Until recently all of these taxes were payable within 30 days of the completion date, but the deadline for SDLT has been halved to 14 calendar days from 1 March 2019. This is also the period for submitting the land transaction return which reports the SDLT payable.

When a company buys a residential property for over £40,000 it must pay an additional 3% SDLT on the entire value. This supplementary rate also applies if you buy a second home. If the property is not defined as ‘residential’ it is a commercial property and the extra 3% tax doesn’t apply.

A derelict property which is in such a poor state that it’s not suitable to be lived in when purchased can’t be treated as a residential property for the purposes of SDLT. If you buy a derelict home to develop, you shouldn’t have to pay the additional 3% rate of SDLT on that purchase.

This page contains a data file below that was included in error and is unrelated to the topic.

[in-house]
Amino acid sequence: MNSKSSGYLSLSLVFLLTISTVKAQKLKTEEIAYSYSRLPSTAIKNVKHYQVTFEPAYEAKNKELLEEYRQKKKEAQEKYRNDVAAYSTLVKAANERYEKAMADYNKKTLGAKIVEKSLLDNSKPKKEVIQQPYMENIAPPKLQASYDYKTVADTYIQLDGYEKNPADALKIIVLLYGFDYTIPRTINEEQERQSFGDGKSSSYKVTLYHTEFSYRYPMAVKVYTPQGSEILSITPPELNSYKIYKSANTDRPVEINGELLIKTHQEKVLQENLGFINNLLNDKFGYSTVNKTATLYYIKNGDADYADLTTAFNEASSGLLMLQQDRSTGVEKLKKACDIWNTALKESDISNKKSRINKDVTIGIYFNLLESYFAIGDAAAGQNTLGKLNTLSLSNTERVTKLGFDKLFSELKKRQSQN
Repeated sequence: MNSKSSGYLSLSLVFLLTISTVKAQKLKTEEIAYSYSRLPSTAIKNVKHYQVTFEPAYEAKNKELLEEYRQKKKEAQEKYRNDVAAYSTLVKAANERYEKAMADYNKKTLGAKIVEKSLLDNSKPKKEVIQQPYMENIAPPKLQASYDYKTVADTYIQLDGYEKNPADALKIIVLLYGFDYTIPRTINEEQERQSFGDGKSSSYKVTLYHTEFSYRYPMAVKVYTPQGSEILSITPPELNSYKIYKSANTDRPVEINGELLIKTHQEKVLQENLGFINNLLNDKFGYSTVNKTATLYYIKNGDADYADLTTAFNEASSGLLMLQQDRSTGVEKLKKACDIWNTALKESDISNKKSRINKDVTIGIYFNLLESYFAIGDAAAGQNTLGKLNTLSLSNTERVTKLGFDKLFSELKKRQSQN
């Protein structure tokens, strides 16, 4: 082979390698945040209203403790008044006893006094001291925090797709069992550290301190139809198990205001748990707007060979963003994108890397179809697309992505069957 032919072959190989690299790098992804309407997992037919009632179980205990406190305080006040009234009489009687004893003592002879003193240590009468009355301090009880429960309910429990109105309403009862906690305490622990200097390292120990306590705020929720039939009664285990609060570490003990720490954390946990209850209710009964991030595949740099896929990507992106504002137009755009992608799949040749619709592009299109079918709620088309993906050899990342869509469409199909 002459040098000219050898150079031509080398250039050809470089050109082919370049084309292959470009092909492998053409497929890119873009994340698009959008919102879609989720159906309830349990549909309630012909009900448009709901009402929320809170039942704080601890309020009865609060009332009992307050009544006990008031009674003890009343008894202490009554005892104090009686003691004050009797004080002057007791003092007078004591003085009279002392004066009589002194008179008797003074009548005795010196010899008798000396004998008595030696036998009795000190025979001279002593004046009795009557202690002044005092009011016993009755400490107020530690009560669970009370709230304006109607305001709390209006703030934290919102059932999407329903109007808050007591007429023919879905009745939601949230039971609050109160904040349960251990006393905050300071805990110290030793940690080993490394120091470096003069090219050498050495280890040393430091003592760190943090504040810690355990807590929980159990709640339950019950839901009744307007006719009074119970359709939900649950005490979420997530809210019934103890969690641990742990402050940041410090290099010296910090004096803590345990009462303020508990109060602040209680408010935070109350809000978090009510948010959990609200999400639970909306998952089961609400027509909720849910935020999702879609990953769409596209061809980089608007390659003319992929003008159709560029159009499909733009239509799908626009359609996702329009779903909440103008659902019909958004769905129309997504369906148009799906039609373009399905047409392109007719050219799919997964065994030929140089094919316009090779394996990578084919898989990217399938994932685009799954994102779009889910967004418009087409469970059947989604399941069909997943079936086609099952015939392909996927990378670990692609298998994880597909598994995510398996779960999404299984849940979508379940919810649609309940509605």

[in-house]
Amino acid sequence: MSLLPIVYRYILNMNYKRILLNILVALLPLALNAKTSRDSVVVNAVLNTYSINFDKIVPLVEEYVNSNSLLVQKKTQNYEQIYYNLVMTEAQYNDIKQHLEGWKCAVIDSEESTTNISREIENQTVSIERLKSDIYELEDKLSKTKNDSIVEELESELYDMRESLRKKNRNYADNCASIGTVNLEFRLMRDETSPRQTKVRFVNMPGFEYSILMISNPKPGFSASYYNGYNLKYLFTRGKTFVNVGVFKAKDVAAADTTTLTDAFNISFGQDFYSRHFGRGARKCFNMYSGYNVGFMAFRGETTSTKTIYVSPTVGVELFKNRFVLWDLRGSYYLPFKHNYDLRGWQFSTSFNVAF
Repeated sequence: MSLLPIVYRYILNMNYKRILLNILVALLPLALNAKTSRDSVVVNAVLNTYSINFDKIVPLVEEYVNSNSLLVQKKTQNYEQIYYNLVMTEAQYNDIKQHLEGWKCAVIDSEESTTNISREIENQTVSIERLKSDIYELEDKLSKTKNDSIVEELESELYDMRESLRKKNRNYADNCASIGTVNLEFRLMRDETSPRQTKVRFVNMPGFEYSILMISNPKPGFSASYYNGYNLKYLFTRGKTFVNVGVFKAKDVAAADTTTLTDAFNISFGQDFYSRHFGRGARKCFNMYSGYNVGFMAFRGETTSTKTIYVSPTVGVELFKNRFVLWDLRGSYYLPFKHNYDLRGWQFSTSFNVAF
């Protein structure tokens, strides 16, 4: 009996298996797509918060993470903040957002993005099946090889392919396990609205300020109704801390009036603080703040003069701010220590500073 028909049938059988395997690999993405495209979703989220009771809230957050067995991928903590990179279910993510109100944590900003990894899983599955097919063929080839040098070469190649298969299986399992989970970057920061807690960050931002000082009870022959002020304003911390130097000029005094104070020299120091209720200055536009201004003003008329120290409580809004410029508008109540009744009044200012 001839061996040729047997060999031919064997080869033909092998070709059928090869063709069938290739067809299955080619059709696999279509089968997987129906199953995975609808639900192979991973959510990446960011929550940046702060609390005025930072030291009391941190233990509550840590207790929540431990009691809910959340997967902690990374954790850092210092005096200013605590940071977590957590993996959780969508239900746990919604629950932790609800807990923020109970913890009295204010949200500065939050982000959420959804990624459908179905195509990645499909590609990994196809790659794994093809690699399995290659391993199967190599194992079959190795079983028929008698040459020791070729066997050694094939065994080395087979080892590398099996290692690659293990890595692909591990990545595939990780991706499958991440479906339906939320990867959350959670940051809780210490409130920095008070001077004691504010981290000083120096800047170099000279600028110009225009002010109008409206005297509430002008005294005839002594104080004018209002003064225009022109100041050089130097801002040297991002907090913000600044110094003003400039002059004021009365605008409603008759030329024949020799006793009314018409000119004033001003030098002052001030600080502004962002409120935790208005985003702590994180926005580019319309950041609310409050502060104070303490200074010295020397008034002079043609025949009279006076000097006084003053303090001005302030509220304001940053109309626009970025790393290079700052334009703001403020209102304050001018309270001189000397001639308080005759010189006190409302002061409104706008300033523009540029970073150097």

This ‘not fit to live in’ rule should also apply for purchases subject to LBTT and LTT in Scotland or Wales, as those taxes have similar supplementary rates for purchases of second homes. However, the additional rate of LBTT increased from 3% to 4% on 25 January 2019.

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Clarke Nicklin House, Brooks Drive, Cheadle Royal Business Park, Cheadle, Cheshire, SK8 3TD. Registered Number OC309225.
The firm is registered to carry on audit work in the UK & Ireland. Details about our audit registration can be viewed at www.auditregister.org.uk under reference number C001178544. The professional rules applicable are the Audit Regulations and Guidance which can be found at www.icaew.com/regulations, and the International Standards on Auditing (UK and Ireland) which can be found at www.frc.org.uk/apb/publications/isa.cfm.